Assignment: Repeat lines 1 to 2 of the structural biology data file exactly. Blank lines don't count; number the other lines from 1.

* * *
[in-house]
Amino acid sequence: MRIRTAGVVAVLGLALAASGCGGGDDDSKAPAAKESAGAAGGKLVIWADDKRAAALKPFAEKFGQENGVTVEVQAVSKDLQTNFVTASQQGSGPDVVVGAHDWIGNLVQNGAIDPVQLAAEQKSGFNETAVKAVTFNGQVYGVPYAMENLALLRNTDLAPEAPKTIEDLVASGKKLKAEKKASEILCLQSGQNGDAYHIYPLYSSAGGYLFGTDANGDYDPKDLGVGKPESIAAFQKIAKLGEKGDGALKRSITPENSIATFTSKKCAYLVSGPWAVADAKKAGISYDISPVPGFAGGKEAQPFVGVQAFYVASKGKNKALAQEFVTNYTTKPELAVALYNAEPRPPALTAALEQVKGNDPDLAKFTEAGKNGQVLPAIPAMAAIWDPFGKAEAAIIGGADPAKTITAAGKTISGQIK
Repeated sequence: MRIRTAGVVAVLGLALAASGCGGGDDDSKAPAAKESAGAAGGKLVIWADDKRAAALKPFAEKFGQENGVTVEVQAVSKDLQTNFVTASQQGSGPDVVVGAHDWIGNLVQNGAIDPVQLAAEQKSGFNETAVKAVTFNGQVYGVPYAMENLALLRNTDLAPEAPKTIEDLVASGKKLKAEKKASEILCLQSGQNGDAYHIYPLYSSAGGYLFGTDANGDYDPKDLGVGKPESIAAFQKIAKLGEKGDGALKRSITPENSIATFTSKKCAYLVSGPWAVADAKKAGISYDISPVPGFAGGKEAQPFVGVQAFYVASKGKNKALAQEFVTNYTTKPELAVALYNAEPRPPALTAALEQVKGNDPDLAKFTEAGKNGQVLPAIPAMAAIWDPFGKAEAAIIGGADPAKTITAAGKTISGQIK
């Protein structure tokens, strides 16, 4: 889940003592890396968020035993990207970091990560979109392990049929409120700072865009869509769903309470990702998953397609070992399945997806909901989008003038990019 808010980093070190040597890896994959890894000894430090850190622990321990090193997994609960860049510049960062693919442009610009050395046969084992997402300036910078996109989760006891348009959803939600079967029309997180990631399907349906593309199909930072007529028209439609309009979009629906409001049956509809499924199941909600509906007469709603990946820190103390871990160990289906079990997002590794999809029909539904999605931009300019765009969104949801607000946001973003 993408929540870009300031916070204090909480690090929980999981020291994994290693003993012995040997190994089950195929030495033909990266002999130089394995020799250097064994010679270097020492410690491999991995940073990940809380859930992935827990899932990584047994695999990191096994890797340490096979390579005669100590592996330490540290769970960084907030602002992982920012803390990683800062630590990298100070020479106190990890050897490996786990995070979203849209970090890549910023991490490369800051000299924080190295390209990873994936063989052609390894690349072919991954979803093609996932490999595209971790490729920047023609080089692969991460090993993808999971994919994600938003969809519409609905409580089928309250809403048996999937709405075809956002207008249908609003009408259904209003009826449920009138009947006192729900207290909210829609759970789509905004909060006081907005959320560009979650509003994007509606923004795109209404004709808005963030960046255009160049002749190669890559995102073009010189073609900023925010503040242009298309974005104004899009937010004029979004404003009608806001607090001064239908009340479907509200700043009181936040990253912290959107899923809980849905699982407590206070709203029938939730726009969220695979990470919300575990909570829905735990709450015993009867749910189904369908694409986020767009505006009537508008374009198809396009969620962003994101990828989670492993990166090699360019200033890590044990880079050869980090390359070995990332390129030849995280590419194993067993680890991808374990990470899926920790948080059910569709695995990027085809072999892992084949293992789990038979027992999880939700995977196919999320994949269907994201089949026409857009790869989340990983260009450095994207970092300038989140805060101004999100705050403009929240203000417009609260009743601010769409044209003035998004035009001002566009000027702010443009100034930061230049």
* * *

[in-house]
Amino acid sequence: MRIRTAGVVAVLGLALAASGCGGGDDDSKAPAAKESAGAAGGKLVIWADDKRAAALKPFAEKFGQENGVTVEVQAVSKDLQTNFVTASQQGSGPDVVVGAHDWIGNLVQNGAIDPVQLAAEQKSGFNETAVKAVTFNGQVYGVPYAMENLALLRNTDLAPEAPKTIEDLVASGKKLKAEKKASEILCLQSGQNGDAYHIYPLYSSAGGYLFGTDANGDYDPKDLGVGKPESIAAFQKIAKLGEKGDGALKRSITPENSIATFTSKKCAYLVSGPWAVADAKKAGISYDISPVPGFAGGKEAQPFVGVQAFYVASKGKNKALAQEFVTNYTTKPELAVALYNAEPRPPALTAALEQVKGNDPDLAKFTEAGKNGQVLPAIPAMAAIWDPFGKAEAAIIGGADPAKTITAAGKTISGQIK